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Old 05-31-2005, 09:16 AM
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Botnst Botnst is offline
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I think the bravery of standing muzzle to muzzle is mostly lack of imagination on the part of the field-grade (and above) officers. That was the way wars with firearms had been fought for 400 years--massed troops alligned and blasting away. They did it because the firearms, muzzle-loading smoothbore muskets, were so low-power and inaccurate that individual fire control was ineffective. The primary advantage of musketry over bow and arrow was that bow and arrow required lots of practice and highly developed skills. Muskets required a couple hours of training and you're good to go. Muskets were originally designed as a pike with a firing tube so that the soldier could take a shot at distance and then wail away with the pike. This evolved to the bayonet. Until the 1800's the bayonet was a more effective weapon on the field than musket shot, another reason why massed troops on an open field were the norm rather than exception.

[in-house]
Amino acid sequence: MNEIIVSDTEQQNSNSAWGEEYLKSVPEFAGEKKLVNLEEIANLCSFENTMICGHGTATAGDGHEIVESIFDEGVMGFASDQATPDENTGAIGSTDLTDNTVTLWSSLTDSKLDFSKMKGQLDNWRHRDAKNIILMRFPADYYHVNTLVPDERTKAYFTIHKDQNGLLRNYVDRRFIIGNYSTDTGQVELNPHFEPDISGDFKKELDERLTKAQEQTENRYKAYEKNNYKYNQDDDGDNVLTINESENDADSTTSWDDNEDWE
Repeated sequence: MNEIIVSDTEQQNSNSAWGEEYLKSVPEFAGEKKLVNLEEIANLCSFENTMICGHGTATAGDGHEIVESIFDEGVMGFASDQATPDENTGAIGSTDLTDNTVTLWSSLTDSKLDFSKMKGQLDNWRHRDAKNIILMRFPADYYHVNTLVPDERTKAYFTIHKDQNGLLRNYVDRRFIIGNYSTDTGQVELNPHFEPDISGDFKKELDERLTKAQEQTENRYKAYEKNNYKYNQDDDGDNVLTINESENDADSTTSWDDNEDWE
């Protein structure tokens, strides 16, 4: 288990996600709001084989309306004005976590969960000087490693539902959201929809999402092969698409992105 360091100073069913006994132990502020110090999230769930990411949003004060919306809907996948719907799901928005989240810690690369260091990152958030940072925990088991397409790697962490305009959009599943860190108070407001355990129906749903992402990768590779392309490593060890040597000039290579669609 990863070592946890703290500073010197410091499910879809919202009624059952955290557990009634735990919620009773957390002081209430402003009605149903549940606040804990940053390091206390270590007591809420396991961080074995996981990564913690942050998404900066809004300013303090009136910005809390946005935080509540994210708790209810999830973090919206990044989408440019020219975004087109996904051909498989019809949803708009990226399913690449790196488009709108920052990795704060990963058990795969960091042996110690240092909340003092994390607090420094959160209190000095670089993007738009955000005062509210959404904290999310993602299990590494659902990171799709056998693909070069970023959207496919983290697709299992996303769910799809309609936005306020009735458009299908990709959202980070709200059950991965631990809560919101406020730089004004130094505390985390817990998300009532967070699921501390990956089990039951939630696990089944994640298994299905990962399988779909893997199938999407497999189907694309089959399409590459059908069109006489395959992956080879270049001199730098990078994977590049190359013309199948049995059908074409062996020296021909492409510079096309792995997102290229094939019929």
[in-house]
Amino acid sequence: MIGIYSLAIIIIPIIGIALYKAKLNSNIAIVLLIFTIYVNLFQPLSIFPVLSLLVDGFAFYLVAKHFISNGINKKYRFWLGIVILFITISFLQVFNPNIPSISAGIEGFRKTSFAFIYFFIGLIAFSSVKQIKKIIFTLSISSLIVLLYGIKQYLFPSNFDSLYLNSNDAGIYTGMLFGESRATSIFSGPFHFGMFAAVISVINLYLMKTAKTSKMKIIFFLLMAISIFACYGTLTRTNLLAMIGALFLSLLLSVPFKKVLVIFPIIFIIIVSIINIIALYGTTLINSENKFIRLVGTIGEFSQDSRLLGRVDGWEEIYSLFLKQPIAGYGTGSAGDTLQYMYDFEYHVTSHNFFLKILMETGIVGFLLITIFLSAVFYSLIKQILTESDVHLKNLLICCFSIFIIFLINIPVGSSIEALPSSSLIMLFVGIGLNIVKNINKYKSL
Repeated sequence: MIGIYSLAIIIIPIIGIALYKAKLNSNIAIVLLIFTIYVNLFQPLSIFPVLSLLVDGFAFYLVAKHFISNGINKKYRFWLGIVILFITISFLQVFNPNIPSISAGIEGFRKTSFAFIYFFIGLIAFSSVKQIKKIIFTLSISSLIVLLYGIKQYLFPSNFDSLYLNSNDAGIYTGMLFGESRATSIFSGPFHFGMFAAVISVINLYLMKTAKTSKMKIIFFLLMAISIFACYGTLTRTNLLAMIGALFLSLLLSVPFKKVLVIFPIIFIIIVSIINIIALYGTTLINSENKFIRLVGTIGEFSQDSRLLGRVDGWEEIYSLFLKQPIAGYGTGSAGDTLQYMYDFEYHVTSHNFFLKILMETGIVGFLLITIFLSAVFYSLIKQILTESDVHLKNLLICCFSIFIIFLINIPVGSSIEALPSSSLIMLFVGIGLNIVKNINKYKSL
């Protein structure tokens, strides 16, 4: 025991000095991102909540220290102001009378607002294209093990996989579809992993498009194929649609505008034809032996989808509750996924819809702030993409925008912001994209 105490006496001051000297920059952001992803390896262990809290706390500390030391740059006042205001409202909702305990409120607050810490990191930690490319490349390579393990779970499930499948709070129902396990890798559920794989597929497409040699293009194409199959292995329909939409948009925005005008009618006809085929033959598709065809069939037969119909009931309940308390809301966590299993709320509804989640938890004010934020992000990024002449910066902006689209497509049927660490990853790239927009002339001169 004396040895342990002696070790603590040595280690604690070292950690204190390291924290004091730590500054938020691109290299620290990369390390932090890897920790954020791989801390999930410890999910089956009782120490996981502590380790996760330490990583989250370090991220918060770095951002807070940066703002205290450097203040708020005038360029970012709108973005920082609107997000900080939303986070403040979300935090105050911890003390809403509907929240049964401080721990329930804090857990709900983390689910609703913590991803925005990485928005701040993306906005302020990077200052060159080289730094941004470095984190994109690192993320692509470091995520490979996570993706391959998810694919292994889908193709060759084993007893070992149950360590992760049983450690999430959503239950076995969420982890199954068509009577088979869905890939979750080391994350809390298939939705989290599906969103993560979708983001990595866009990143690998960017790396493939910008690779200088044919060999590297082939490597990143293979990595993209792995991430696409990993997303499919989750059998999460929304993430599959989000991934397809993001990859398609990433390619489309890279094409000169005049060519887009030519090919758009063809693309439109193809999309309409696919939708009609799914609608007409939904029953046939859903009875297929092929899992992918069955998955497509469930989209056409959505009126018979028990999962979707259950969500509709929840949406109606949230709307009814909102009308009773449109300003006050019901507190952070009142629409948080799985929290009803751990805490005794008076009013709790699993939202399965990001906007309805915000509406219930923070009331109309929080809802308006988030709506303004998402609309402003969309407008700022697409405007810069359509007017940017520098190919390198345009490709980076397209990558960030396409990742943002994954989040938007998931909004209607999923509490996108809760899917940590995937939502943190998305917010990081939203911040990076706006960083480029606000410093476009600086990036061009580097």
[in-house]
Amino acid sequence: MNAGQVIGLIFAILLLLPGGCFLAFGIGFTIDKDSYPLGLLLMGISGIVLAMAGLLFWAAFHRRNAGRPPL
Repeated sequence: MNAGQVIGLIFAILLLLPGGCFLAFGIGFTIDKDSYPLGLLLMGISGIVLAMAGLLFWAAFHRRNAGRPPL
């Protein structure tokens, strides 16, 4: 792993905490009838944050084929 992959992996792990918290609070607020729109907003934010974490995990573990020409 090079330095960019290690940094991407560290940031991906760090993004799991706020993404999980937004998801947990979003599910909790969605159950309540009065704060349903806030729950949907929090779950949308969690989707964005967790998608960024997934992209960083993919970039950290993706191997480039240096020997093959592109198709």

But the firearms advanced faster than tactics in the 19th century. Mass production of rifled barrels and breechloaded weapons rendered massed troops on the field obsolete. So did explosive shot from rifled artillery. Unfortunately for common soldiers, most general officers didn't notice that change. A few did, mostly on the Confederate side. Nathan Bedford Forrest (my favorite general officer from either side) was one. He recognized that maneuvering of large forces was more important than massing. Same with Jeb Stewart and Jackson. One of Lee's greatest blunders was meeting union troops at Gettysburg and using 18th century battle tactics against 19th century artillery and small arms. Had the union forces tactics to match their weapons, they could've annhilated Lee's army instead of just soundly defeating it. But they were stuck with the wrong tactics, too.

Fortunately for the union, the confederates never acquired effective modern weapons. They were stuck with a collection of unstandardized smoothbore muskets and a strange mix of smoothbore field pieces.
'Government is like a baby:
An alimentary canal with a big appetite at one end and
no sense of responsibility at the other'
- Ronald Reagan
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